In the hospitality industry, properly setting a table isn’t just about aesthetics—it’s also highly logical. Here’s how to do it the right way, according to the experts.
The concept of a “proper” way to set the table may seem unnecessarily fussy and overly formal, but it’s much more manageable—and practical—than it seems. From salad fork to charger plate, each item’s placement is based on when and how it will be used, making the table setting a matter of logic and functionality rather than aesthetics (though it does add a certain elegance to your dinner party setup, as well).
By learning how to set a table the right way, you also set yourself, your dinner parties, and any approaching holiday meals up for success—keep reading for a few easy to remember rules and guidelines.
How you set your table will vary depending on the occasion and mood of the event you’re hosting, but there are a few key placements that will almost always stay the same.
Flatware: Only include flatware required for the meal you’re serving. In other words, if you aren’t serving dessert, then there’s no need for a dessert spoon to be on the table. Salad and dinner forks are placed to the left of the plate, with the salad fork being the furthest to the left. The right side of the plate is immediately flanked by the dinner knife (with the blade pointing toward the plate), followed by the soup spoon.
This placement is determined by the logical progression of the meal—the simple rule is you work your way through the flatware towards the plate on either side. First the soup, using the spoon to the far right, followed by a salad, using the fork all the way at the far left. Finally, the main course requires the dinner fork and dinner knife, the two innermost utensils.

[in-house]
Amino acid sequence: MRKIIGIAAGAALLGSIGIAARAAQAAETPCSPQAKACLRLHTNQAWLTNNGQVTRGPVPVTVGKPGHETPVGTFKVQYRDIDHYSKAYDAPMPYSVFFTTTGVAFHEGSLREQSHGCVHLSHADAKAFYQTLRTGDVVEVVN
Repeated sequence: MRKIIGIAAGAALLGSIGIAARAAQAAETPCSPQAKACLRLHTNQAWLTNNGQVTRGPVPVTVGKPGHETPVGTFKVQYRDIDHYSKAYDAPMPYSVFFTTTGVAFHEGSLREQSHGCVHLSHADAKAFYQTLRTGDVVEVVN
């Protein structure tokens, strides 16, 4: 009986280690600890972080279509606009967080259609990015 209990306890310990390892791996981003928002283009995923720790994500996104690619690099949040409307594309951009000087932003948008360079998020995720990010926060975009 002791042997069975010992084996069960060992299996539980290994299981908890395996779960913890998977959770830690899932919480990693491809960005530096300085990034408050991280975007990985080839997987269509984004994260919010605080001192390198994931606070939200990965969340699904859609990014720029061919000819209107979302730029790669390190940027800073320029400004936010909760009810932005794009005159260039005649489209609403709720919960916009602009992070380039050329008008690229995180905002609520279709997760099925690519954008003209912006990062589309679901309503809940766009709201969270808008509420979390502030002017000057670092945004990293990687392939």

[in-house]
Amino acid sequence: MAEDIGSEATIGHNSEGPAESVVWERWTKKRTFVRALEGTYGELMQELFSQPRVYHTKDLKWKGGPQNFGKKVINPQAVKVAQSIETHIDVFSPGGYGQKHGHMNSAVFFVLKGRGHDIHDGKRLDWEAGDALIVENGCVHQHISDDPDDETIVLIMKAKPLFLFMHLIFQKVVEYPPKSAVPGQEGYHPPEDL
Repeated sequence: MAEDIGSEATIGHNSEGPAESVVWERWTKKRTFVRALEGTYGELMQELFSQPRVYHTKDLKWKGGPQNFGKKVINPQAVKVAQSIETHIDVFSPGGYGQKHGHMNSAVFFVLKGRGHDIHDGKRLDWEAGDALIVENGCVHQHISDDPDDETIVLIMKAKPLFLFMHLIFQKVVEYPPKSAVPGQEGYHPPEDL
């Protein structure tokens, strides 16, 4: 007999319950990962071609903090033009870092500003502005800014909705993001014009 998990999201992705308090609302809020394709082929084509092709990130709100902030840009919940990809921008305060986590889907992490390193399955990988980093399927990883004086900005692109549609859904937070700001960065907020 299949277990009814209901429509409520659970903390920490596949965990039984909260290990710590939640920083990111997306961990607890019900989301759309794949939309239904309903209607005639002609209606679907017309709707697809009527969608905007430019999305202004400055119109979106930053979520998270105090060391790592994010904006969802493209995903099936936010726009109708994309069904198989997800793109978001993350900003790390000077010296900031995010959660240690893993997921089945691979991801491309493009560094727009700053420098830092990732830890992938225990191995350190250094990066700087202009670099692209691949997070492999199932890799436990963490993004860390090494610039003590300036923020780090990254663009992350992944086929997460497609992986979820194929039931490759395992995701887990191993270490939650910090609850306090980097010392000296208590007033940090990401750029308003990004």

Maximalist table settings include a smaller butter knife laying across its very own bread and butter plate, just above the forks. Its blade should be facing you with the tip pointed left. A dessert course necessitates either a dessert spoon (also pointed left, located right above the dinner plate) or a dessert fork (just above the dessert spoon, but with tines to the right).
Napkins: Napkins can be laid out in one of two ways. The first and most common way to present a napkin is to fold it in half and place it underneath the fork(s) to the left of the plate. Otherwise, napkins may be bound with a napkin ring and presented on top of a charger plate (a large decorative plate that functions similarly to a placemat). The first is how most of us present napkins at home, and the second is more common at fine dining establishments, banquets, weddings, or other highly formal meals.
Some hospitality professionals prefer to present the napkin on a plate in order to reduce the disruptions of dropped forks and clinking flatware as guests extract their napkins, but both are completely acceptable.
Plateware: At its most basic, a dinner plate goes right in the center of your table setting, forks to the left and spoons/knives to the right. For multicourse meals, additional plateware is ordered by course.
Salad plates go on top of dinner plates, and soup bowls sit on salad plates—all organized so you can work your way down the stack as the meal progresses. In other words, once you finish your soup, you unlock the next level: salad. Soup bowls and salad plates are removed at the end of each course.